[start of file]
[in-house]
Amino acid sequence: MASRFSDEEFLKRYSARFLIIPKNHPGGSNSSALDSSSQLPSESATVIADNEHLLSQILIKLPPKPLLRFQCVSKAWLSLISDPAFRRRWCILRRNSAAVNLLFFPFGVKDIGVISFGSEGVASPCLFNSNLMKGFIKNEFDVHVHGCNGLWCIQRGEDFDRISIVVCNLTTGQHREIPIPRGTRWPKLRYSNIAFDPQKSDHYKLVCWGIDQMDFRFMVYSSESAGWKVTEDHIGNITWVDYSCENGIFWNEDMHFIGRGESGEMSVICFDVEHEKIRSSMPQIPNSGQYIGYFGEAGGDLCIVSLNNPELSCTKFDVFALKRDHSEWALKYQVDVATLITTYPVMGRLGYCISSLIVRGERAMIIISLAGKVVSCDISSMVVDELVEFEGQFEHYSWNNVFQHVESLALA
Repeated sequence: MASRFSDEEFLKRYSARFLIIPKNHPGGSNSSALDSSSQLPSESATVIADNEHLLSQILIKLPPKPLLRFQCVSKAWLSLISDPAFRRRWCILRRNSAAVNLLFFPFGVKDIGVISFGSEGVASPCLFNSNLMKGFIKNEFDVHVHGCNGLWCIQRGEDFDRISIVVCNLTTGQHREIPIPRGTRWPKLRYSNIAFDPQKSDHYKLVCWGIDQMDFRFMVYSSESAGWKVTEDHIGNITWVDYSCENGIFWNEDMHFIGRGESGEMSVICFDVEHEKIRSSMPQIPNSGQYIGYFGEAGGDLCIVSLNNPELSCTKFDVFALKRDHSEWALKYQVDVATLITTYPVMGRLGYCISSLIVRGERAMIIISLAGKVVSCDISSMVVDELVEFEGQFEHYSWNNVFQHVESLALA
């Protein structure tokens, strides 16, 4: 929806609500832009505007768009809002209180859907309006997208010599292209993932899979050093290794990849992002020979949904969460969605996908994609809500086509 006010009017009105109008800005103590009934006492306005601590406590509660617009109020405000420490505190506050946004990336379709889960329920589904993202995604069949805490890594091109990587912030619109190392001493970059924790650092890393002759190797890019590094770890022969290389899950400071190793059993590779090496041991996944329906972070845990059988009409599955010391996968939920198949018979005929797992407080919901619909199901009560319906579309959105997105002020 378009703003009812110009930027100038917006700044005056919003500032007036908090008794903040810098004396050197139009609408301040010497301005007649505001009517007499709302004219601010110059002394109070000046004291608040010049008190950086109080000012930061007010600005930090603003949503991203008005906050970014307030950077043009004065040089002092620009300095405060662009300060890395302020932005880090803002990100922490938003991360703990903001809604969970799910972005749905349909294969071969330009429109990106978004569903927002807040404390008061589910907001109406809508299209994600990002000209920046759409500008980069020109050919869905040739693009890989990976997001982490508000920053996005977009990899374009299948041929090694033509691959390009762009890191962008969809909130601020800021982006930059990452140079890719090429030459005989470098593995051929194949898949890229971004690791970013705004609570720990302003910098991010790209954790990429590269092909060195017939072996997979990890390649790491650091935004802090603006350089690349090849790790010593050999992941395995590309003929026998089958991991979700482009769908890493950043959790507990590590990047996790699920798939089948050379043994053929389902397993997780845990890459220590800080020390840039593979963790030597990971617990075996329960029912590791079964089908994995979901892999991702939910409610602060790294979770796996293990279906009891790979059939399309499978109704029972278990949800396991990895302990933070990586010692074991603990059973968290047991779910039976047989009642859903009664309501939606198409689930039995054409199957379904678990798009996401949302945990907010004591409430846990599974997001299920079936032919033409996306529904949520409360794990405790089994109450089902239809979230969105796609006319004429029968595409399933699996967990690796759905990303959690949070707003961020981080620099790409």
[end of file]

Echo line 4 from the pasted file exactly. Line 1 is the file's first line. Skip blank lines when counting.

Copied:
């Protein structure tokens, strides 16, 4: 929806609500832009505007768009809002209180859907309006997208010599292209993932899979050093290794990849992002020979949904969460969605996908994609809500086509 006010009017009105109008800005103590009934006492306005601590406590509660617009109020405000420490505190506050946004990336379709889960329920589904993202995604069949805490890594091109990587912030619109190392001493970059924790650092890393002759190797890019590094770890022969290389899950400071190793059993590779090496041991996944329906972070845990059988009409599955010391996968939920198949018979005929797992407080919901619909199901009560319906579309959105997105002020 378009703003009812110009930027100038917006700044005056919003500032007036908090008794903040810098004396050197139009609408301040010497301005007649505001009517007499709302004219601010110059002394109070000046004291608040010049008190950086109080000012930061007010600005930090603003949503991203008005906050970014307030950077043009004065040089002092620009300095405060662009300060890395302020932005880090803002990100922490938003991360703990903001809604969970799910972005749905349909294969071969330009429109990106978004569903927002807040404390008061589910907001109406809508299209994600990002000209920046759409500008980069020109050919869905040739693009890989990976997001982490508000920053996005977009990899374009299948041929090694033509691959390009762009890191962008969809909130601020800021982006930059990452140079890719090429030459005989470098593995051929194949898949890229971004690791970013705004609570720990302003910098991010790209954790990429590269092909060195017939072996997979990890390649790491650091935004802090603006350089690349090849790790010593050999992941395995590309003929026998089958991991979700482009769908890493950043959790507990590590990047996790699920798939089948050379043994053929389902397993997780845990890459220590800080020390840039593979963790030597990971617990075996329960029912590791079964089908994995979901892999991702939910409610602060790294979770796996293990279906009891790979059939399309499978109704029972278990949800396991990895302990933070990586010692074991603990059973968290047991779910039976047989009642859903009664309501939606198409689930039995054409199957379904678990798009996401949302945990907010004591409430846990599974997001299920079936032919033409996306529904949520409360794990405790089994109450089902239809979230969105796609006319004429029968595409399933699996967990690796759905990303959690949070707003961020981080620099790409």